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Thursday, March 27, 2014

Joseph-Nicolas Robert-Fleury, Galileo before the Holy Office

Galilée devant le Saint-Office au Vatican
(Galileo before the Holy Office)
author: Joseph-Nicolas Robert-Fleury, 1847
Musée du Louvre, Paris
no copyright infringement intended

The judgment of Galileo, in 1616, took place at Vatican in the Stanza della Segnatura. You will note the fresco of Raphael, La Disputa del Sacramento, in the background of this painting. Strong message: the ecclesiastic judge, Cardinal Bellarmine, finding support in the art of  Raphael - the authority of the Church, based on its mystery of faith, using the symbolism created by Renaissance artists, against the authority of Science, based on experiment and calculus. Bellarmine prevailed then and Galileo was summoned to abjure. Today we know that the victory then of  the Church was apparent, and actually it marked the dawn of a new era. E pur si muove.




  • Galileo was a product of a purely mechanical age. He had no concept of modern progress from technology. He thought about human truth and the embellishment of the human spirit as means of knowing Gods creation. The utopian ideas that would plunge the Modern World into unimaginable terror - all in the name of progress - of the 19th and 20th centuries were not Galileo's design.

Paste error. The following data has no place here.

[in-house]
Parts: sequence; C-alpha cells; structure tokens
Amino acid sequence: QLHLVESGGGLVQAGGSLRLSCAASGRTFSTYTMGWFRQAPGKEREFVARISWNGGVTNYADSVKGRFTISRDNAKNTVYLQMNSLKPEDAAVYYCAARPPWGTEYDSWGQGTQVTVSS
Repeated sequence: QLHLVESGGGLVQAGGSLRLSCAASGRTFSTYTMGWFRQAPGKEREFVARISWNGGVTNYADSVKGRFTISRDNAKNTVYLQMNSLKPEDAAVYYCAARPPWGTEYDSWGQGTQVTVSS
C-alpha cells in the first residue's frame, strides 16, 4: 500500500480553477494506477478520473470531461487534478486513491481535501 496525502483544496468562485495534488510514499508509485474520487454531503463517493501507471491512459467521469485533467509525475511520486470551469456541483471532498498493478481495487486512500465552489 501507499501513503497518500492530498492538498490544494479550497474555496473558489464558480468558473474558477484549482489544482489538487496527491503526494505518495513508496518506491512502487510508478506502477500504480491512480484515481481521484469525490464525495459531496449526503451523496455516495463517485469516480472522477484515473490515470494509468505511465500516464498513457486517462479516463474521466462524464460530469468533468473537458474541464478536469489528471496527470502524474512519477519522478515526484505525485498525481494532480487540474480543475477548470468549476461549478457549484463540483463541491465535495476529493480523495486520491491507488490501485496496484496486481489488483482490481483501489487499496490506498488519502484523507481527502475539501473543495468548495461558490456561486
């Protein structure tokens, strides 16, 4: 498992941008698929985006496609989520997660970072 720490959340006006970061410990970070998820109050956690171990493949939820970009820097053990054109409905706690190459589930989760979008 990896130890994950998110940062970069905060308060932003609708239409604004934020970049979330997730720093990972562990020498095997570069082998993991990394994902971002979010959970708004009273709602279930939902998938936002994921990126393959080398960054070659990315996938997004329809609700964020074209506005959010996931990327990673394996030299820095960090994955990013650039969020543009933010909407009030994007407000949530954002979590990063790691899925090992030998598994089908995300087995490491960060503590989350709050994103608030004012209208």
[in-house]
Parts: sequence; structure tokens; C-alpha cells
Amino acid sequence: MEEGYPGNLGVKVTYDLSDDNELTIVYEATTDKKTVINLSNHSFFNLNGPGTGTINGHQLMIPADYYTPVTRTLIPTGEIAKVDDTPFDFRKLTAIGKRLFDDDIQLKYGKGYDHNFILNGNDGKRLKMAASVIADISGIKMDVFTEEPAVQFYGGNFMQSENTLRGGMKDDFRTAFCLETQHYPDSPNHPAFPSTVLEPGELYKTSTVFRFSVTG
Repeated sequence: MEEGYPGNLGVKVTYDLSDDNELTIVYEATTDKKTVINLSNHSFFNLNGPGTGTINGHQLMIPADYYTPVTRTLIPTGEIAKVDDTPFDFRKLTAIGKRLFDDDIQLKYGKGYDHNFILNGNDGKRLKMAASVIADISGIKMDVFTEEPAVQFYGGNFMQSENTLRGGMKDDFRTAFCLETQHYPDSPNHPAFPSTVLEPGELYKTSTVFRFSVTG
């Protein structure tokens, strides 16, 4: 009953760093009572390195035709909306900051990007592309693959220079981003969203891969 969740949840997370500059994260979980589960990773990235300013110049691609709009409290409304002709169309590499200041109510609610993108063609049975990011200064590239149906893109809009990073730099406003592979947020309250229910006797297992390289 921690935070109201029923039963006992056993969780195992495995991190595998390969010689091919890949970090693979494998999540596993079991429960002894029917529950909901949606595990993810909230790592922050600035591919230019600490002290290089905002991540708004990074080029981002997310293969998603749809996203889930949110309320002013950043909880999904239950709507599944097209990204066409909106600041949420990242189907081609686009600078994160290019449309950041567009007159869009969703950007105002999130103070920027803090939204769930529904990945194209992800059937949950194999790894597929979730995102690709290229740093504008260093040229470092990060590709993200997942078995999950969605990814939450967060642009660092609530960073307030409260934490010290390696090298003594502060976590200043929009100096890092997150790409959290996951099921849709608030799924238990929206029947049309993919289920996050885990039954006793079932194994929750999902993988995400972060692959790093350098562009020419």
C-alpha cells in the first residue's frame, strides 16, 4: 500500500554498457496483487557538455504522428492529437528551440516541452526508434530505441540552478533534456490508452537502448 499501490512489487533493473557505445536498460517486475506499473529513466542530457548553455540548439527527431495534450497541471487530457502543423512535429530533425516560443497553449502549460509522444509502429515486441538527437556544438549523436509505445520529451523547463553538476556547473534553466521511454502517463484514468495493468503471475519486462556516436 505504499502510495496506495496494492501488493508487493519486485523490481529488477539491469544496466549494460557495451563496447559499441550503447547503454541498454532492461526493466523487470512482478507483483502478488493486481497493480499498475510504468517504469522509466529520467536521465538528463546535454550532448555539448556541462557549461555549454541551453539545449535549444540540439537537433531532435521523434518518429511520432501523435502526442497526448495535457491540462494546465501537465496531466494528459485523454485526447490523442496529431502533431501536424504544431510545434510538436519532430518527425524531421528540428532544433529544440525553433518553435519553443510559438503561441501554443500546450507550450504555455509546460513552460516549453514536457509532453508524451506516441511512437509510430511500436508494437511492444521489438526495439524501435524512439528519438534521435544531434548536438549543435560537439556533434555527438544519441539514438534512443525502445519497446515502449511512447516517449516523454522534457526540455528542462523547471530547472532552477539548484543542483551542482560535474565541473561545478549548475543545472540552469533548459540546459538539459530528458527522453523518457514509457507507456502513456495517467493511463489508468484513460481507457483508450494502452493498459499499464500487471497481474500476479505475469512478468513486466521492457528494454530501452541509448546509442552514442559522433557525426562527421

In Fleury's composition we see the mensa of the jury which makes a reference to the Last Supper, and behind the apotheosis of the Eucharist, the cup of Christ, all as a sign of the New Pact with the embodied God who impersonates human truth. Galileo however turns his gaze outward, not solely onto us, but onto the opposite wall of the Stanza della segnatura where Raphael painted the School of Athens, thus founding the Christian faith on the teachings of those who unwittingly searched the truth in God's creation before. Raphael legitimizes the ancient thinkers and their findings and makes them the founding truth for the Christian church of the Renaissance. Galileo identifies with this renaissance way of thinking, and it is he who finds strength in the composition of Raphael's.

    By Blogger Henrik Harpsoe, at 4:45 AM  

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